A Time of Reflection: Jonah and His Journey of Obedience to God’s Call
Have you ever prayed, “Lord, May Your will be done.” Many women over the years have said to us, “I don’t know how to pray, so I just pray for God’s ‘will’ to be done.”
Jonah knew the will of the Lord, but rebelled against it. Even Jesus asked for the will of God to be changed. Let’s look at this common prayer: “Not my will but thy will be done…”
Looking at Jonah, we find a prophet of the Lord who understood that the Lord is gracious and compassionate, slow to anger and abounding in love, a God who relents from sending calamity (Jonah 4:2).
Jonah got on a boat to flee from the will of God, an opposite direction, only to find himself threatening the lives of those around him because of his lack of obedience. A violent storm arose and all the sailors were afraid, (Jonah 1:4-5) while Jonah fell into a deep sleep below deck (Jonah 1:5). As the men cried out, Jonah knew that he was the problem and told the men to throw him overboard. Reluctant to believe this could be God’s will, they listened to Jonah, picked him up and threw him into the sea (Jonah 1:12). The winds died down, the sailors praised God, and a “great fish” was sent to save Jonah’s life (Jonah 1:17).
It was in this great fish that the noise of the outside world stopped. Jonah’s ability to run from God’s will stopped, his rebellion stopped. From inside the great fish, Jonah did three things:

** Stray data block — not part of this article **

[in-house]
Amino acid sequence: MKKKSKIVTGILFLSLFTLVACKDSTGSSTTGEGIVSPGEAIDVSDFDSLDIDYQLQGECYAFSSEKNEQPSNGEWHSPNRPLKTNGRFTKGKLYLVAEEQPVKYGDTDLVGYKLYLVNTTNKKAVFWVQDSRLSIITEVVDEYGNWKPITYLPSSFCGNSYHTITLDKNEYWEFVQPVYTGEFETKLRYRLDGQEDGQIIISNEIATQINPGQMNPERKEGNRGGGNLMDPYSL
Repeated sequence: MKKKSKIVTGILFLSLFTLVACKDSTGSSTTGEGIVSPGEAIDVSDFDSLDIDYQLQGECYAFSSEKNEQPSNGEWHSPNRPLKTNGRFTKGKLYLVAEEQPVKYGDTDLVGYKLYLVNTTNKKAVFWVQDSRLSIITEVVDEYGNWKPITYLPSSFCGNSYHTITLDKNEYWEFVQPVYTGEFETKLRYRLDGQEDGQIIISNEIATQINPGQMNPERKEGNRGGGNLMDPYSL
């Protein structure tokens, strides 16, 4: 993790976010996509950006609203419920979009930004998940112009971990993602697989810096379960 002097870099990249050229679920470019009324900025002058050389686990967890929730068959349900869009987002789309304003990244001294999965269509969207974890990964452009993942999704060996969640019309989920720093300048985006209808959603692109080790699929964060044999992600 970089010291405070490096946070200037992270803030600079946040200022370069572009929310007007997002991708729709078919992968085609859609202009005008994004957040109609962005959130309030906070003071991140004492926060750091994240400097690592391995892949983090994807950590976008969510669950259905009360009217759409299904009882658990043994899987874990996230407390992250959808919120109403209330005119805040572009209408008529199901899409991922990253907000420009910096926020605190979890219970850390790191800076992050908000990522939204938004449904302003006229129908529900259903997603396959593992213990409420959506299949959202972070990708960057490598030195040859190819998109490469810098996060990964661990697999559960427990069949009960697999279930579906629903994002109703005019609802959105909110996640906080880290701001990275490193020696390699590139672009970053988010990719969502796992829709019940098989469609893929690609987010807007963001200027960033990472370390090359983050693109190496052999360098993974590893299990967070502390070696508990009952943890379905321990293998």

- He embraced God’s compassion and abounding love, as evidenced in his prayer (Jonah 2:1-7).
- He worshiped. “But I, with a song of thanksgiving, will sacrifice to You.” (Jonah 2:9)
- He promised to fulfill his vow to be obedient to the Lord, regardless of his own personal opinions (Jonah 2:9).
Jonah was sent on his missionary trip in the strangest way (via fish express), but he kept his vow. The people of Nineveh repented and turned from their evil ways, Jonah was angry. He did not want Nineveh to receive God’s love and compassion, yet he selfishly was grateful for God showing compassion for him.
When we really know God’s will, we have a difficult time accepting it, because it is only through the strength of the Spirit of God that His will can be fulfilled in us. In the garden, Jesus prayed for another way besides the cross. He understood the will of God, but then Jesus surrendered to the Father’s will and said, “Here I am, I have come to do Your will” (Hebrews 10:9). Today, we are saved through faith, because of the sacrifice of Jesus who was obedient to His Father, God’s will.
Like Jonah, we often learn the hard way of not wanting to accept God’s will. God’s will doesn’t look like the world’s ways and obedience can be painful. In the hurt, we die to ourselves so the abundant love and compassion of Christ can shine through us.
May you be the “light” that shines throughout the new year. We pray for you to desire obedience in following God’s will, out of your love for Him, through studying His Word and believing in faith that He will show you His love, compassion and mercy in all that you do.